Legal Ethics

Hawaii Ponders Controversial 'Law Practice' Rule


The Hawaii State Bar Association is asking the state’s supreme court to revise an ethical rule against the unauthorized practice of law, clarifying that nonlawyers can’t select, draft or complete documents that affect individuals’ legal rights.

However, the proposed rule change is controversial, and the Honolulu Star Bulletin has editorialized against it. “The American Bar Association rejected such a ‘model’ rule after a protest from the Justice Department and the Federal Trade Commission. Hawaii’s high court should do the same,” the newspaper recommends.

Accountants, paralegals and nonlawyers who work as insurance or real estate agents are among those who are likely to be affected by the controversial new rule, if it is adopted by the supreme court, reports the Star Bulletin in a news story yesterday. The court is accepting public comment on the proposal until Friday.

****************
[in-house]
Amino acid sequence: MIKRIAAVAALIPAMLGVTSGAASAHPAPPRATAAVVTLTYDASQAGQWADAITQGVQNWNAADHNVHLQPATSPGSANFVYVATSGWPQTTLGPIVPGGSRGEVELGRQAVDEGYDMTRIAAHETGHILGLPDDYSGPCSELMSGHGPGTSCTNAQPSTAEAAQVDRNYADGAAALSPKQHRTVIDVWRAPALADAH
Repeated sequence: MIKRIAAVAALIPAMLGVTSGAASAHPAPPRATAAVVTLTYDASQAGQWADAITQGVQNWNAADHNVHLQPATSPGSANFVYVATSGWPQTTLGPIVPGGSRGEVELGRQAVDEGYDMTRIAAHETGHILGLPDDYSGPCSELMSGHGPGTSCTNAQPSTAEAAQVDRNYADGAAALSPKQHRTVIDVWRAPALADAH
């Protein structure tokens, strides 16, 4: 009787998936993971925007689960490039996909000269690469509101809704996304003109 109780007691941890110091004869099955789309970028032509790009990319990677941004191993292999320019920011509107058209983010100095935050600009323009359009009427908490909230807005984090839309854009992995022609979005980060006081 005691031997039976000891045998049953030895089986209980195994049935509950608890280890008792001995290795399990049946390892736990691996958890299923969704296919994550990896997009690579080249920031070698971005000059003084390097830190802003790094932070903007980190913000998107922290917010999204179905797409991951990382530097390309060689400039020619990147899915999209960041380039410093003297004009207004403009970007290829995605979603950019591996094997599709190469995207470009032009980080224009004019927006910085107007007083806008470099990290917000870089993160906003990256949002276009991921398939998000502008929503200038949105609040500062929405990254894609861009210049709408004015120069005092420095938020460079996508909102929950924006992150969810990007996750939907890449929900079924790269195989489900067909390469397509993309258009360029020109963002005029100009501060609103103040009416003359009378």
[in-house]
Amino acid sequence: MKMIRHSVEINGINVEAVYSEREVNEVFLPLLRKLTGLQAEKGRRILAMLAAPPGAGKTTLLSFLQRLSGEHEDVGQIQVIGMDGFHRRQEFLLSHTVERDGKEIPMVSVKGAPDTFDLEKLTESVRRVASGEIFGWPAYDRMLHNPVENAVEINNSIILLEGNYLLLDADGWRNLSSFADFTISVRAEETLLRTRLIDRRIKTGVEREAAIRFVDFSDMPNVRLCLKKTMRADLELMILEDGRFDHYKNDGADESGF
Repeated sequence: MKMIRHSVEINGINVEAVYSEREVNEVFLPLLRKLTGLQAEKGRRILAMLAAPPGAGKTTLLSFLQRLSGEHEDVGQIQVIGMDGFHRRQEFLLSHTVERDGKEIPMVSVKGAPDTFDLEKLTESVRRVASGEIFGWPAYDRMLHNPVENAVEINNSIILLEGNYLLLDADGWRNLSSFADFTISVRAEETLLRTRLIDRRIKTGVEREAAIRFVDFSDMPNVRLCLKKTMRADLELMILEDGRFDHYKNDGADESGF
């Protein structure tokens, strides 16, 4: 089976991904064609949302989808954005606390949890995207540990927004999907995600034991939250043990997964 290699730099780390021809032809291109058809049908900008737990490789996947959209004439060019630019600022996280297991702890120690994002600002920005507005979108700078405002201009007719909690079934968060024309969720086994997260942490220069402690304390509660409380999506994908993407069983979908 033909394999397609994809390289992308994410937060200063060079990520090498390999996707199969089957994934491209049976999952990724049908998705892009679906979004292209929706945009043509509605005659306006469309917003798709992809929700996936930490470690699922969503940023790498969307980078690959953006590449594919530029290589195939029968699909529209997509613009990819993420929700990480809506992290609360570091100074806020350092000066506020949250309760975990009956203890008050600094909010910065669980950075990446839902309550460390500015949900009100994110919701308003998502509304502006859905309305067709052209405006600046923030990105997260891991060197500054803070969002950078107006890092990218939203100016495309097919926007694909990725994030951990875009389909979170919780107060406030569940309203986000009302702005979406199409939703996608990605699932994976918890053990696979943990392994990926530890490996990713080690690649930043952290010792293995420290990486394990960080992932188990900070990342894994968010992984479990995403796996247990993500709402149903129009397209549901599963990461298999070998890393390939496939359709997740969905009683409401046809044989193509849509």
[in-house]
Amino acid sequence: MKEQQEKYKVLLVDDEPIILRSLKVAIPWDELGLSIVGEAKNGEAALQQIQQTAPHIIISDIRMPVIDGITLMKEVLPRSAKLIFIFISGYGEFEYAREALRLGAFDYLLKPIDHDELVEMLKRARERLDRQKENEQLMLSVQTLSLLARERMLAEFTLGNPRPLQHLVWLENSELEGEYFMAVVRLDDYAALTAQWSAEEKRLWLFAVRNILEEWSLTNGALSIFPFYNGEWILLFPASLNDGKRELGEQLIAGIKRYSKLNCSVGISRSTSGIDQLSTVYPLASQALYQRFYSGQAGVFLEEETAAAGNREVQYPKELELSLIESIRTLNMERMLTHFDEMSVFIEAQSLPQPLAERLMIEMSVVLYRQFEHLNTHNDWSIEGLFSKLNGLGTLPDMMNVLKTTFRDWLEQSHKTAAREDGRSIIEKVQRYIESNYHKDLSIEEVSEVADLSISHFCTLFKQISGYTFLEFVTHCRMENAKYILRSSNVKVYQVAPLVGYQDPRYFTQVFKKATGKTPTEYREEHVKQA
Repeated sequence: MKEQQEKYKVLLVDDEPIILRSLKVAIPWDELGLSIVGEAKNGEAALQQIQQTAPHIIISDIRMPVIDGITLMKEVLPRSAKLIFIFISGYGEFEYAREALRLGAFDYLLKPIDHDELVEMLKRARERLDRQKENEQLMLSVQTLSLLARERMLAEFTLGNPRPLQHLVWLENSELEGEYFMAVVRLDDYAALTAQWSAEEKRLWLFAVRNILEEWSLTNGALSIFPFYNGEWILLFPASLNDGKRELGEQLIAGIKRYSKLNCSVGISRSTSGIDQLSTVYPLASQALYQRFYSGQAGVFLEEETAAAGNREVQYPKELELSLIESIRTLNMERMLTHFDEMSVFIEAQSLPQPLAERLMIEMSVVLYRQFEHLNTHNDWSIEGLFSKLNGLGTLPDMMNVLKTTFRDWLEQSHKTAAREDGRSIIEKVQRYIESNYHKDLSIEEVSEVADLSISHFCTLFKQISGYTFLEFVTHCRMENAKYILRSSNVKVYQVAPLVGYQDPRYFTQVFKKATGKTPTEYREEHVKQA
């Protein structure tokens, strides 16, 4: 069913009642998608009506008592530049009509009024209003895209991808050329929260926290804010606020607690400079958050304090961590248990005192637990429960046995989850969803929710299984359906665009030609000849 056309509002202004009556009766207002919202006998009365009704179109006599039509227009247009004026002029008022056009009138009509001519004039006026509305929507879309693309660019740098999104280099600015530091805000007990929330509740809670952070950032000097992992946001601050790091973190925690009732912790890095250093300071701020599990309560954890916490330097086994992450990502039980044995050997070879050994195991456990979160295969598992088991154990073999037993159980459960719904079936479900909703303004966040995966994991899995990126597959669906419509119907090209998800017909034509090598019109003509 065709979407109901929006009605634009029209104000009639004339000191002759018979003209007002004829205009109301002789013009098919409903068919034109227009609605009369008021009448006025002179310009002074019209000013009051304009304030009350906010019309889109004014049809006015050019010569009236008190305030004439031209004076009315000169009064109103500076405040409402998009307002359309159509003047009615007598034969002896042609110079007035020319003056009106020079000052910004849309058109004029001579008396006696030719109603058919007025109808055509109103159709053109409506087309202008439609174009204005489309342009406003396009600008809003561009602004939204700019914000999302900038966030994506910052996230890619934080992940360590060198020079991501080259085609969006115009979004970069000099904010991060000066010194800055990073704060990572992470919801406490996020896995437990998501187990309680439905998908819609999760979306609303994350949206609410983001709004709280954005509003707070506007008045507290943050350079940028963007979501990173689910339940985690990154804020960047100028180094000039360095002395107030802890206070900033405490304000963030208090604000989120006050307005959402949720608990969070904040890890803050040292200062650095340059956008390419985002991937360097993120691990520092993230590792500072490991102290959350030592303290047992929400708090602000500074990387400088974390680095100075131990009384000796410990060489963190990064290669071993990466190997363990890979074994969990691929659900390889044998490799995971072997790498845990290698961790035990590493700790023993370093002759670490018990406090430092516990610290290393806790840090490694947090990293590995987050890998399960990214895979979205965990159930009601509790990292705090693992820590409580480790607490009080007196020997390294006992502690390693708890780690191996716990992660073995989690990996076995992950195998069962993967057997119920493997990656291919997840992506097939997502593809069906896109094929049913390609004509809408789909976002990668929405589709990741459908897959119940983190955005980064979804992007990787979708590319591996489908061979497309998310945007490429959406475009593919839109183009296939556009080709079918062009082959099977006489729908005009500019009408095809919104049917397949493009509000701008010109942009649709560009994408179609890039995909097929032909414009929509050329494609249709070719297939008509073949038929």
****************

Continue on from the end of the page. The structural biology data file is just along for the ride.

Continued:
“This basically shuts me down,” says Betty Marais of Legal-Ez, a business in which the nonlawyer helps about 20 or 30 customers a month fill out civil documents.

However, bar association president Jeffrey Sia says the rule offers needed “quality control” to insure that the public doesn’t lose rights or have to pay more in the long run because of flawed legal advice from nonlawyers.

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